He says the next fight will be far more complex and deadly than the campaigns in Iraq and Afghanistan that have shaped the force and its leadership over the past 16 years.

“I don’t think the next fight is going to be a stability op/counterinsurgency: It’s going to be a violent, violent fight,” Neller said in May, while speaking at the 2017 Innovation Symposium awards ceremony.

In June, Neller told Congress that, right now, the Marine Corps is “not currently organized, trained and equipped to face a peer adversary in the year 2025.”

The commandant has good reason to worry. Military planners expect future enemies to have advanced air and shore defenses. They will have ­effective aircraft and indirect fire. They will use cyber and electronic warfare to jam or confuse Marines’ networks, communications systems and global positioning systems.

The opening salvos of future wars will likely be fired in space, Neller believes.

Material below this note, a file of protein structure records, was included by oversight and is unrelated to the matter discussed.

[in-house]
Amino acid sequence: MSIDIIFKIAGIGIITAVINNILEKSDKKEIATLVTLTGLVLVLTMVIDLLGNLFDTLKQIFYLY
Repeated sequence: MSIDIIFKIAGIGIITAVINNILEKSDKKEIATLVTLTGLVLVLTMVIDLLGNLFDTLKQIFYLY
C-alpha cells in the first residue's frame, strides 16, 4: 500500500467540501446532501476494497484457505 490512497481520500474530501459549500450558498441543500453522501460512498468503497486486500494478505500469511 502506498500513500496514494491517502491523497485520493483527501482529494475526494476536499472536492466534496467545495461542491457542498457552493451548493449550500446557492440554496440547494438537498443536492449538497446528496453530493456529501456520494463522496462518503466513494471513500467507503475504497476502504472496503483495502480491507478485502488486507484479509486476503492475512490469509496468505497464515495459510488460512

“In my view, the recon/counterrecon fight is going to start not by taking out recon teams and shooting down surveillance aircraft. It’s going to start in cyber and space — to blind the enemy, or to blind us,” Neller said in May.

“The center of gravity that we have to protect is the network, and the network is dependent on space. We lose space, we’re back to [high frequency] radio and yellow stickies on the map.”…..

The advantages that the U.S. military has enjoyed in the decades following the 1991 Operation Desert Storm may simply not exist in the next battlespace. Future adversaries will be armed with deadlier technology — some of which may be better than what U.S. troops are armed with.

For the past 20 years, U.S. adversaries — from low-tech Iraqi insurgents to sophisticated military planners in Russia and China — have honed their own combat capabilities to undermine the American military and how it operates.

Many “attacks” that the Marines must prepare for will not be traditional kinetic strikes, Singer said. For example, the Chinese strategy calls for mounting a cyberattack on logistical support structures so that Marines in combat can’t get needed supplies. That could include ­hacking into the supply system to change bar codes so that Marines get toilet paper instead of ammunition.  www.marinecorpstimes.com/news/your-marine-corps/2017/09/18/the-next-fight-the-commandant-is-pushing-the-corps-to-be-ready-for-a-violent-violent-fight


Every other year, the Air Show includes a “Wall of Fire.” 700,000 people come watch. They bring children, even toddlers. The Wall of Fires is…napalm.